Harshly criticising and offending discriminated groups isn’t necessarily pandering to bigotry. Such criticisms are pandering to bigotry if done in such a manner to appeal to people’s ignorance and prejudices about Muslims, in other words the criticisms are the result of irrational and illogical views about the group. Bigotry may be fostered by criticism even if the critic had no intention to exploit bigotry, again political correctness can be a useful tool to educate speakers that they must be wary that a poor choice of words could have unintended toxic consequences. Criticism of those who ignore advice when it turns out the advice is correct is a perfectly legitimate use of free speech.

The use of Islam in this piece is deliberate. Criticising mainstream currents within Islam is exactly the sort of thing the left should be doing, just like the left should be criticising conservative Christian values on a consistent basis. Rejecting the influences of post-structuralism and cultural relativism is integral to allowing the left to do this.

By rejecting cultural relativism, the left has no reason to accept Islamic values on their own terms, but on the lefts. The process of rational thought is the insurance policy the left has to ensure they remain fair to whatever is the subject of analysis. Rational thought requires checks to exist to ensure that the biases of the thinker do not determine the truth of a proposition. That is not to say the biases does not exist nor that they have no influence on discovering truth. All intellectual activity has a subjective element to it; the key is that the subjective element exists simply because we are human. Subjectivity does not determine truth; objective truth emerges from subjective processes.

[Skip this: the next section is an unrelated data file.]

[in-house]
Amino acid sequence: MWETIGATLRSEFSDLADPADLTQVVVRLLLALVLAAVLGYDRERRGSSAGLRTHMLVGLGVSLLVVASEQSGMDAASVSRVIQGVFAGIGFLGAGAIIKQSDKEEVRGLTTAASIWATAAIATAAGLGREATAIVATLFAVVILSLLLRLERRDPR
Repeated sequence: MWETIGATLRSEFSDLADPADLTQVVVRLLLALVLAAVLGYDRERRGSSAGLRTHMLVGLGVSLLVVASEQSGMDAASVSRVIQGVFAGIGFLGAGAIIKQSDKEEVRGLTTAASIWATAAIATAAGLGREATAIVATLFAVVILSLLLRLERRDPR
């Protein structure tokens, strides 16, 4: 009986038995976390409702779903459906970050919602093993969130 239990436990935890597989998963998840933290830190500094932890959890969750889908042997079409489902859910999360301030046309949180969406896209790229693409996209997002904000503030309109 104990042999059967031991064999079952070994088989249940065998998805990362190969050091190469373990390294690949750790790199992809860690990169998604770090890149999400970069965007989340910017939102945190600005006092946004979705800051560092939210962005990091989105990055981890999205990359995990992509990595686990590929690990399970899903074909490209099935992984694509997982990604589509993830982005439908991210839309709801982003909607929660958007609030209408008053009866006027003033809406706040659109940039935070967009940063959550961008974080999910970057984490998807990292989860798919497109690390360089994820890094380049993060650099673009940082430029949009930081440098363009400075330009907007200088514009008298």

Poststructuralism challenges us by highlighting assumptions we either do not see or do not want to see. The trouble with post-structuralism is that it cannot establish the truth, in the objective sense, of the assumptions lurking behind our criticism and appraisal of Islam. Ultimately what is the source of truth that harshly criticising Islamic cultural tendencies represents an oppression of their way of life? Is it grounded in a reality that can be measured using empirical methods, or constructed by zealous academics looking for societal institutions to overturn? Rejecting post-structuralism allows the left to ignore those concerns, we will try to empirically verify that injustice happens. Even though the probability of tolerating prejudice increases, so the totalitarian thought processes being infused into our discourse start becoming minimised. Likewise, it will be harder for reactionary forces to oppose the existence of such discrimination when solid evidence points heavily towards it rather than postmodern social constructs. They won’t be opposing social constructs that could be imagined by over enthusiastic academics, but hard evidence. Rationality lacks value in politics currently, but that’s because reasoned discourse is not granting hope that stagnated incomes in the Western world will begin to rise.